Buoyed by optimism about revenue and earnings growth, CFOs say their companies will boost capital spending by an average of 12% during the next 12 months, according to the results of a survey of 136 finance chiefs released Wednesday by Deloitte. But a closer look at the numbers reveals that part of the profit growth would be sustained by sluggishness in hiring and that the capex increases vary greatly by industry.
The finance chiefs, who work mostly for publicly held, North American-based companies that take in more that $1 billion a year in revenues, project an average sales increase of more than 9% and a profit improvement of more than 17%. Such bullish forecasts for growth include “relatively modest” outlays for wages (3%), benefits (4%), and nonlabor inputs (3%), according to the survey. (Nonlabor inputs generally include such things as materials, capital, and energy.)
Why are CFOs predicting such a boost in capital spending? “So many companies, especially when you look at the industrial sectors, have been sitting on the sidelines in terms of capex spending over the past 24 months,” says Sandy Cockrell, national managing partner of Deloitte’s U.S. CFO Program. “They’re at a point where they’re going to have to rebuild [essential] machinery.”
In other cases, companies are looking to increase capex just to keep up with the competition. That’s especially true in the services sector, where a tiny sample of nine CFOs predict their firms would dish out 19% more capital. At Deloitte, the need to keep pace with advances in videoconferencing and other communications technology is driving a spending surge, according to Cockrell.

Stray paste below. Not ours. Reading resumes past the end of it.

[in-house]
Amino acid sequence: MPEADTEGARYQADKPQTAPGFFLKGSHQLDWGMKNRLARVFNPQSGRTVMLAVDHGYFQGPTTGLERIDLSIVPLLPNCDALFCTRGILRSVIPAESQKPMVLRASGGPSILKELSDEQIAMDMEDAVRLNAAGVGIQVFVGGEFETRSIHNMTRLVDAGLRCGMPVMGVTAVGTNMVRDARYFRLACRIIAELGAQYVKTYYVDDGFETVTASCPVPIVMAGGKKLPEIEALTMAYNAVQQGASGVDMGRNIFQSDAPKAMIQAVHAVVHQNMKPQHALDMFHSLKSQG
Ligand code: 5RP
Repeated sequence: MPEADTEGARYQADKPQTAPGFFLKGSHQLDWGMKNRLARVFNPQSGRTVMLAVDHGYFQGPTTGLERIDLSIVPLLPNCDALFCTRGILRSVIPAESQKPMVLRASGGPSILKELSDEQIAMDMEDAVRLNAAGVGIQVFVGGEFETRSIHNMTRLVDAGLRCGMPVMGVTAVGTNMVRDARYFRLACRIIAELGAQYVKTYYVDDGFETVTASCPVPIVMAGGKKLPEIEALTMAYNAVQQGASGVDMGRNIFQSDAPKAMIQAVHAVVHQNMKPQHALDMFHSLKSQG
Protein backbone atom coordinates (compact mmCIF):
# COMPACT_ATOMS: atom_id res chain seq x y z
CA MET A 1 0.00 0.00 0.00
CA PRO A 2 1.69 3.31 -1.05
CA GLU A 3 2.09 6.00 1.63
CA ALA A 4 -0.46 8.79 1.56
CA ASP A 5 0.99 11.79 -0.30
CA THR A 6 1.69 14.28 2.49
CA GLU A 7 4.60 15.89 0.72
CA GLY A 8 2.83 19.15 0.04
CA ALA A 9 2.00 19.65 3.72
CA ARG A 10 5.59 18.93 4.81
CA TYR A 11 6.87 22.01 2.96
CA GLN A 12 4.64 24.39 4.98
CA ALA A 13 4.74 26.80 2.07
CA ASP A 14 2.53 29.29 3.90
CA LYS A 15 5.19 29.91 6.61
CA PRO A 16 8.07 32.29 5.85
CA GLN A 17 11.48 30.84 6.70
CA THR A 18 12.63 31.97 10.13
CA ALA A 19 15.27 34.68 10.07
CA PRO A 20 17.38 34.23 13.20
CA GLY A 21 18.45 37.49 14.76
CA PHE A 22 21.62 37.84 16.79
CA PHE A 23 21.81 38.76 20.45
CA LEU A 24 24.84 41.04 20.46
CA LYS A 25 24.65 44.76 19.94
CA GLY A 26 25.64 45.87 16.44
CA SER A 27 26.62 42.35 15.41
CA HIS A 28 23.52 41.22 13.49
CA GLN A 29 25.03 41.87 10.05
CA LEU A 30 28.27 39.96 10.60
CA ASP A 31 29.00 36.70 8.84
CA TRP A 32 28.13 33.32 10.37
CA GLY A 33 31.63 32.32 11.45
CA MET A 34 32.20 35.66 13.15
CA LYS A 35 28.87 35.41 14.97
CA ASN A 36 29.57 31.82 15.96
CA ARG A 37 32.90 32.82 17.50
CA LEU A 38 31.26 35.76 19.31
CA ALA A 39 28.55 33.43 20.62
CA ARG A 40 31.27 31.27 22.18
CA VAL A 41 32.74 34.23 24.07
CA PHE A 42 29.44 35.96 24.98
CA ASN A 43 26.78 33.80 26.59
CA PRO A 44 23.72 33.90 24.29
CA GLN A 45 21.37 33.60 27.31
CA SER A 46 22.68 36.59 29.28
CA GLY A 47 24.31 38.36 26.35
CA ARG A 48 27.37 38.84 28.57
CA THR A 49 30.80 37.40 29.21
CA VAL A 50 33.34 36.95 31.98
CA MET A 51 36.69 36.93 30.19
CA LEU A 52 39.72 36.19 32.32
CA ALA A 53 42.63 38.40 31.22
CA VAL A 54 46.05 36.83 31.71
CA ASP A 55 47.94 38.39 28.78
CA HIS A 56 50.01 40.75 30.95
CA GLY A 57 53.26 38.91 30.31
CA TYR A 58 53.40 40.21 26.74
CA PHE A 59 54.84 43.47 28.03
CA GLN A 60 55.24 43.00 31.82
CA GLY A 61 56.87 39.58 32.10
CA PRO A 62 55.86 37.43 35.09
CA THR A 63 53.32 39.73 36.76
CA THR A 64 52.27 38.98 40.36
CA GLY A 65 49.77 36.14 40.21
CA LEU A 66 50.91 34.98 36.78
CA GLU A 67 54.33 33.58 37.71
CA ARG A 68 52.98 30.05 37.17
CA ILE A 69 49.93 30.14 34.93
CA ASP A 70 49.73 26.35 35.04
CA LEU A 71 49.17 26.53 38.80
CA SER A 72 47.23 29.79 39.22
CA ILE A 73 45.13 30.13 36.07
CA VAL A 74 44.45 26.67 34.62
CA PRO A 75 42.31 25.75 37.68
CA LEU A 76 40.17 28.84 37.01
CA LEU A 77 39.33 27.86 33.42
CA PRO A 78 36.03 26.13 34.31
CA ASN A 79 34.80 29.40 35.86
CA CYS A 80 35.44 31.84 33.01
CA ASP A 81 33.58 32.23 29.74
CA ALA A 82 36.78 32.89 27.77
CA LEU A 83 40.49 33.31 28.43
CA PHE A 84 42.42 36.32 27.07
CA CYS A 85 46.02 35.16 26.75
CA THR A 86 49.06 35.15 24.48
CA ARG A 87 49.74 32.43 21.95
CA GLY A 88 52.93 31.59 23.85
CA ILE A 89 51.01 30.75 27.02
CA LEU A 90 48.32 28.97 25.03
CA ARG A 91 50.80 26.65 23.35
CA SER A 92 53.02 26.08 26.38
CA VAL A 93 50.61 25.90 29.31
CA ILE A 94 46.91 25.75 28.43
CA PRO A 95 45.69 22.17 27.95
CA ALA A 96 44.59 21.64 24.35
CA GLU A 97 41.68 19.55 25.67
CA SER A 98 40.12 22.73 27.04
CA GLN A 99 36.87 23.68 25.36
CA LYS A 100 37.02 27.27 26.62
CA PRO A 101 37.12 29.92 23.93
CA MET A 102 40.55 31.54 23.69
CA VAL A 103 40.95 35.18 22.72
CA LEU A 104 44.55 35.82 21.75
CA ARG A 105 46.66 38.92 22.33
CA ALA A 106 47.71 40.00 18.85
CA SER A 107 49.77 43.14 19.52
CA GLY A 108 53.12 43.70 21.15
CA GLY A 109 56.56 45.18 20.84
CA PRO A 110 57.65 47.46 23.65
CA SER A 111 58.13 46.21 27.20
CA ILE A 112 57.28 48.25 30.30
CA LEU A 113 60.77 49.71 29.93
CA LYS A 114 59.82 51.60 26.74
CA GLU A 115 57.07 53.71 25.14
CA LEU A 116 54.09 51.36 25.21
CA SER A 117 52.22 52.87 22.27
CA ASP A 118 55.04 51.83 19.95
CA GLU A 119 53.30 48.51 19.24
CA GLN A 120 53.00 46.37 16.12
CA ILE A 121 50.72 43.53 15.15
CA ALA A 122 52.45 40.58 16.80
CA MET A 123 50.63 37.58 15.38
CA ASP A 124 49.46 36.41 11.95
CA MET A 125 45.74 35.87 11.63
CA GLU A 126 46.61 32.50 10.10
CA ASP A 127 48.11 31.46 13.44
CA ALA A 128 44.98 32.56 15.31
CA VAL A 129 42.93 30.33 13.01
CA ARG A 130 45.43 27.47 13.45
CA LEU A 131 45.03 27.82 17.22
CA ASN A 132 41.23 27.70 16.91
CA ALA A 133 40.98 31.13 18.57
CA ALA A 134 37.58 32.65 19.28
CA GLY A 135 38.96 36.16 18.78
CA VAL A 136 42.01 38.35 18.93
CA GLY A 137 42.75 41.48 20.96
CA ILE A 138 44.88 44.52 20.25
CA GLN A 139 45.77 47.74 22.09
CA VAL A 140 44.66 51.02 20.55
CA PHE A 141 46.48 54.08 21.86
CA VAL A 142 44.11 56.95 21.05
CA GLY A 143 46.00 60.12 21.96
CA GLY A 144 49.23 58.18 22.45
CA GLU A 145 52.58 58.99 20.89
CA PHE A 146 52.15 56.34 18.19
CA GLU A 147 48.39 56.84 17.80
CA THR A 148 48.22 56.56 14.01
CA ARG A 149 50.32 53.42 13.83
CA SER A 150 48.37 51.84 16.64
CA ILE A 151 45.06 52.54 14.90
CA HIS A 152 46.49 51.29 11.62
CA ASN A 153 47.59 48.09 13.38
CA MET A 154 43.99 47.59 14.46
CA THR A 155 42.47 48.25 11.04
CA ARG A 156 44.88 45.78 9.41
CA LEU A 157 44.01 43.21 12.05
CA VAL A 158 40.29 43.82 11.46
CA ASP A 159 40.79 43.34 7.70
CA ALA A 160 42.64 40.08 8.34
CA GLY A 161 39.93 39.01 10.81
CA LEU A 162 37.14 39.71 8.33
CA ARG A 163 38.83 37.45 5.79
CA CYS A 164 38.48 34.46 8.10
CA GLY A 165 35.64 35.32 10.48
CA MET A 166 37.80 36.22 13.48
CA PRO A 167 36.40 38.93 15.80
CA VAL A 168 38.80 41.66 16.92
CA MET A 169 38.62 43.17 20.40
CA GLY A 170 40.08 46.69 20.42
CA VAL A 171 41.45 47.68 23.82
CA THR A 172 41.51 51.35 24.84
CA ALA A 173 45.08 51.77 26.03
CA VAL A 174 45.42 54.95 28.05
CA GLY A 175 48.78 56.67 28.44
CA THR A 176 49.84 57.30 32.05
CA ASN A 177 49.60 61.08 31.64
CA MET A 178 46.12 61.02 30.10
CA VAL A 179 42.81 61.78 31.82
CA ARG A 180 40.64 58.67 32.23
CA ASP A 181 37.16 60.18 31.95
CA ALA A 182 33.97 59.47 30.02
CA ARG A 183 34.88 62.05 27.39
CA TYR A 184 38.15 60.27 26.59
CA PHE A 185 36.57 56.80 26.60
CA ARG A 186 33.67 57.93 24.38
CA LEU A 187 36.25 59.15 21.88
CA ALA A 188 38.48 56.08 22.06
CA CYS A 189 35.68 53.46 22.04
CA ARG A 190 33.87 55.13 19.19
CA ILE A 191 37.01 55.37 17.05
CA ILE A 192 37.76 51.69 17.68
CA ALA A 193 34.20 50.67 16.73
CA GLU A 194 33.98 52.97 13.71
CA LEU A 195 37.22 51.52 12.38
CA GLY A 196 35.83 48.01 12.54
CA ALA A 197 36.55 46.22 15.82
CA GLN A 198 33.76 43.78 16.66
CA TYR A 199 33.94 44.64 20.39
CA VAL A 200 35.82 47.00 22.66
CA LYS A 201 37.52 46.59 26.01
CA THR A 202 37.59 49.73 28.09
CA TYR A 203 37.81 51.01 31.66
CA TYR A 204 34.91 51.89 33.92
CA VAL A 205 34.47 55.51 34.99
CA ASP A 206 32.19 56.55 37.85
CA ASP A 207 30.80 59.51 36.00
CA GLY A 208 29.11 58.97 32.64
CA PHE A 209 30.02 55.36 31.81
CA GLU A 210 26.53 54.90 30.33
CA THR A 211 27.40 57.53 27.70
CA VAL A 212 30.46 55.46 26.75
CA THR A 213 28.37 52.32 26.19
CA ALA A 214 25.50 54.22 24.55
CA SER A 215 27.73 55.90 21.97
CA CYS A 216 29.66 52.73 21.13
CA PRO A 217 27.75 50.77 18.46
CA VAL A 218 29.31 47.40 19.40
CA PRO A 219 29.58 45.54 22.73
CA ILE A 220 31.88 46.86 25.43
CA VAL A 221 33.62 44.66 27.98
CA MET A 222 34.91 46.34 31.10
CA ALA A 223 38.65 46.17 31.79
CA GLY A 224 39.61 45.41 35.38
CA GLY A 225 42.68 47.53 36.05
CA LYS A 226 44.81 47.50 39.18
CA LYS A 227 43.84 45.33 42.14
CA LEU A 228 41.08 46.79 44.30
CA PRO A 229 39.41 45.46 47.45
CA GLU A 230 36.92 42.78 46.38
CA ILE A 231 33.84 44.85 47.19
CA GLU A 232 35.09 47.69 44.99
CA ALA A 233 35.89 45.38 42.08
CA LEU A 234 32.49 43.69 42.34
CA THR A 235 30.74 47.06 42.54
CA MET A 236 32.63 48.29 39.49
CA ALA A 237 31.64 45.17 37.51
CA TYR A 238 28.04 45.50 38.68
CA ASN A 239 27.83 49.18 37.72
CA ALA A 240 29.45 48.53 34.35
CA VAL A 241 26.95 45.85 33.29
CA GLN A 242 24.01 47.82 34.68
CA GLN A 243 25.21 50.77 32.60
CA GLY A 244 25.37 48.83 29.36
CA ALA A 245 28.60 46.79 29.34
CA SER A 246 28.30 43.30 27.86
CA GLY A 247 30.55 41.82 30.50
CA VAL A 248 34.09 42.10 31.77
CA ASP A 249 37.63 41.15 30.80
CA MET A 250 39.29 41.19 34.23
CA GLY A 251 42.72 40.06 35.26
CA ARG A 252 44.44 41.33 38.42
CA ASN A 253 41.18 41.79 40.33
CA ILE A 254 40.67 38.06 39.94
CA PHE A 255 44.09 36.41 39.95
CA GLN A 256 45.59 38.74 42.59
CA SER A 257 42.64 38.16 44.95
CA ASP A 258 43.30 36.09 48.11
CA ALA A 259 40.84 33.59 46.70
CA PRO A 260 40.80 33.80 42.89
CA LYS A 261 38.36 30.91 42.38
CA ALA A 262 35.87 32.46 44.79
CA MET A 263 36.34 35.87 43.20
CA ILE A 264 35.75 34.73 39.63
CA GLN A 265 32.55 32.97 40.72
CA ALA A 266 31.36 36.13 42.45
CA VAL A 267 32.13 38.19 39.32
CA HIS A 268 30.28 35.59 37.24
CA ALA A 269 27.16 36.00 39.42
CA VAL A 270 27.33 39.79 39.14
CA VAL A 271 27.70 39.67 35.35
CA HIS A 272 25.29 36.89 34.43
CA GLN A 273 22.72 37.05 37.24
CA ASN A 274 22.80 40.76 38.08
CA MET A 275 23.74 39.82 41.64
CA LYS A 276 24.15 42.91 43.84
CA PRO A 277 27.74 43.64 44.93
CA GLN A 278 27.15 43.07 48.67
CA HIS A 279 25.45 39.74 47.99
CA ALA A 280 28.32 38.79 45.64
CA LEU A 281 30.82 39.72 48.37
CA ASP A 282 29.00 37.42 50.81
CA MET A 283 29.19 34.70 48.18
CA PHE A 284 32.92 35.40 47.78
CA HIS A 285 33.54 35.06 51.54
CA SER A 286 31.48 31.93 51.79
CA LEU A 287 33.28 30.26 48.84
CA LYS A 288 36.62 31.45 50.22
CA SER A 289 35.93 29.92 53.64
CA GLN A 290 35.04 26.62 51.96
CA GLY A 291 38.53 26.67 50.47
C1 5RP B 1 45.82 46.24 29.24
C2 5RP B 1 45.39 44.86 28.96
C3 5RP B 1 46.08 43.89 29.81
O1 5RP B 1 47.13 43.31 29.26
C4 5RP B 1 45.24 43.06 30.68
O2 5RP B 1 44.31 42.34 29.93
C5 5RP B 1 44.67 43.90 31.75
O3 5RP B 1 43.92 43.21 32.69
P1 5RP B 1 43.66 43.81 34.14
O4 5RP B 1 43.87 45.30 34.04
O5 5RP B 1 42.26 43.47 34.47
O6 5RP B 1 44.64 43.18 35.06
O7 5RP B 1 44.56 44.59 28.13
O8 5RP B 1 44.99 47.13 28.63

Cost-effectiveness may be another factor in the contemplated spending rise among services firms. Noting that Deloitte is looking closely at the use of videoconferencing and teleconferencing as part of its effort “to try to get a lot smarter about where our spend is,” Cockrell adds that “we’ve scrutinized our travel budgets in a significant way.”
For the survey respondents as a whole, slow payroll growth coupled with the comparatively strong revenue increases will help fuel the capex surge, Cockrell believes. The respondents to the survey project that the number of domestic workers will rise by just 3%, which roughly matches the projected change in offshore employees and the use of offshore third-party personnel. “CFOs are not too optimistic about getting out the checkbook yet,” the consultant says.
In any event, the survey did not record huge capex forecasts across all industries. To be sure, CFOs working in the energy sector foresee a whopping average increase of 18%, while those in both the manufacturing and wholesale/retail trades think their companies will increase capex by 14%. On the other end of the spectrum, however, are the forecasts of finance chiefs working for financial-services outfits (7%) and telecom, media, and entertainment companies (6%).